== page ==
Children of the Poor House: Helena Kelly and her search for employment

Belfast Charitable Society Belfast Poor House Clifton House Management News

The third in our Children of the Poor House Series is Helena Kelly- no relation to last week’s Barney Kelly as far as we can tell!

Helena Kelly was born around 1805 and lived in Belfast with her family until the age of eight. The Kelly family’s circumstances must have changed as Helena was admitted to the Poor House in August 1813. Unfortunately, the admission book does not provide an insight in to why she was admitted.

It would appear from our archive that Helena was a well-behaved child, as she had no transgressions recorded against her name. Helena’s case was one in which Mary Ann McCracken and the Ladies Committee took an active interest as Helena was described as lame. It was felt that if she was not apprenticed she would remain in the Poor House for the rest of her life.

So, in 1822, Helena secured an apprenticeship at the rather late age of 16. She went to Jane Dickson to learn the trade of dress making for a term of three years. This was one of the shortest apprenticeship periods recorded for any child in our care and it likely reflects the fact that she was five years older than the average apprentice was.

Helena completed her apprentice but her condition continued to impact on her ability to get meaningful employment. In August 1827 the Ladies Committee were granted permission for Helena to remain in the Poor House to teach the children needlework. By September 1828 Helena had returned to the Poor House after having her leg amputated at the Fever Hospital in Belfast. The Ladies Committee realised by this stage that any form of career in dressmaking was now out of reach for Helena, so they proposed that she would be instructed by the Mistress of the Lancastrian School with a view to preparing her to teach the Lancastrian system of sewing to girls in the Poor House.

Helena continued to live and teach in the Poor House until 8 April 1830 when, at the age of 25 she went on to find her own path.

Easter Traditions in the Poor House

Belfast Charitable Society Belfast Poor House Clifton House Management News Uncategorized

Easter has always been an important holiday. It marked a time for family to come together and take part in the religious rituals surrounding the holiday. In preparation for Easter families would have had a ‘spring clean’ and a hearty meal was prepared for Easter Sunday, marking the end of Lent. Aspects of these Easter traditions can be found peppered through the Belfast Charitable Society’s Archive, held in Clifton House.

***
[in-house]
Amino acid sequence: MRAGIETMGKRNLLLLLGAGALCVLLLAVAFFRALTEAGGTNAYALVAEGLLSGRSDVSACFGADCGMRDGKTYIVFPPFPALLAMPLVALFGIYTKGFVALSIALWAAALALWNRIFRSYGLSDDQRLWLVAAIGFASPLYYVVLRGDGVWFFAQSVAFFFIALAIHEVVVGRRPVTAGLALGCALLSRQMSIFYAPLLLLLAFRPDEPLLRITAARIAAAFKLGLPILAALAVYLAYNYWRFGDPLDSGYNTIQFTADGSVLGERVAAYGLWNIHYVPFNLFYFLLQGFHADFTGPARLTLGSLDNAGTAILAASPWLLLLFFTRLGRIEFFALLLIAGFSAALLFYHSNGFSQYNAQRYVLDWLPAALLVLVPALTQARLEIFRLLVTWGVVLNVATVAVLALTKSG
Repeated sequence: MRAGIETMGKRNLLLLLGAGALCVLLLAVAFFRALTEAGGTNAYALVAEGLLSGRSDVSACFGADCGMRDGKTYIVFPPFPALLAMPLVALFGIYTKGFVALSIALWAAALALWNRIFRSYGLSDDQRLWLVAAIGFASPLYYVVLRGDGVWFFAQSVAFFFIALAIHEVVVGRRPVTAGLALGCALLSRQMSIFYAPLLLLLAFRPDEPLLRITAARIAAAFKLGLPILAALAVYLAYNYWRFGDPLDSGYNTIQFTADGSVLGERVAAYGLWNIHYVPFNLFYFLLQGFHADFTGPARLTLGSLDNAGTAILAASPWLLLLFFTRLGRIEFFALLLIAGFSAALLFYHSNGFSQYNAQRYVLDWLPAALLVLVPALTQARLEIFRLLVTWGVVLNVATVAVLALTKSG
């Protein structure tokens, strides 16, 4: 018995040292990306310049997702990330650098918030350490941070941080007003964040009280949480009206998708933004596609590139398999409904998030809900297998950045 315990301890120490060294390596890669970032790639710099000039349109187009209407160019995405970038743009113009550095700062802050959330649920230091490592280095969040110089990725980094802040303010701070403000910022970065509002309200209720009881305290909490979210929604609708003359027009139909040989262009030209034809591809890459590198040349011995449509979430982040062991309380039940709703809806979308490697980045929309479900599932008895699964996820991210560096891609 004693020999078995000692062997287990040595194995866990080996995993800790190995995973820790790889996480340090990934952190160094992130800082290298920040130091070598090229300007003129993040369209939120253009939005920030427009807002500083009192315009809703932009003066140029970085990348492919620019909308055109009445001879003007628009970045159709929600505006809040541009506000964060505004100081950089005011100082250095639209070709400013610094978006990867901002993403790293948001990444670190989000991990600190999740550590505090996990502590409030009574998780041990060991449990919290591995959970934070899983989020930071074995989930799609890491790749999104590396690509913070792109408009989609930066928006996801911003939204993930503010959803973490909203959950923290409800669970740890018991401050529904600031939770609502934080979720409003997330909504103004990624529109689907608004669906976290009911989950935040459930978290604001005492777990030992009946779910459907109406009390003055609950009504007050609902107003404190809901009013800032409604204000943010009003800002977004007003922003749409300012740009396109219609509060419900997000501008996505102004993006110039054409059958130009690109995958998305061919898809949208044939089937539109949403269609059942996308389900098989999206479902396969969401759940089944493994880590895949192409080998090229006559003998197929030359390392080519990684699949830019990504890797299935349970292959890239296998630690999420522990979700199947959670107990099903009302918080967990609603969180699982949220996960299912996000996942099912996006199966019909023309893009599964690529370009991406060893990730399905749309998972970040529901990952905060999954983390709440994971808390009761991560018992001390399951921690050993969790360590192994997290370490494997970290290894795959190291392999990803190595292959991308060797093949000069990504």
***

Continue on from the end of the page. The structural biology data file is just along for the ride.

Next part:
Although it was now explicitly mentioned in the Minute Books, Easter 1775 was the first with residents in the Poor House. On Easter Monday 1775 the bell and clock from the old Corporation Church were requested to be brought to the Poor House. Although no longer in the spire, the bell is now house in the entrance hall of Clifton House, alongside the original grandfather clock.

As with any religious holiday public worship figured heavily in the celebrations. Ministers normally preached on rotation at the Poor House itself, but residents were granted leave to attend public worship, especially for major holy days. Permission to leave for Easter services was granted from 1776. The Orderly recorded who could attend church but you could be refused if you had abused the privilege in the past. However, for religious festivals it was unusual to refuse leave for any individual. The Orderly report for Easter 1819 stated

permitted the Protestant & Catholic inmates who intend to communicate [take communion] to go to church on Good Friday.

By 1791 the Belfast Charitable Society gave permission for the children to have the day off school on Easter Monday, and they were also allowed to visit family and friends. Times like this caused headaches for the Committee as in 1815 two boys absconded when out on Easter leave. The Orderly refused to readmit them when they returned. However, they were not always so hard on the children, with younger children given more leeway. On another occasion, two children who did not come back on time were readmitted ‘due to their age’. In the 1840s our archives record that in additional to having the day off school, the Poor House children were given eggs as a special treat.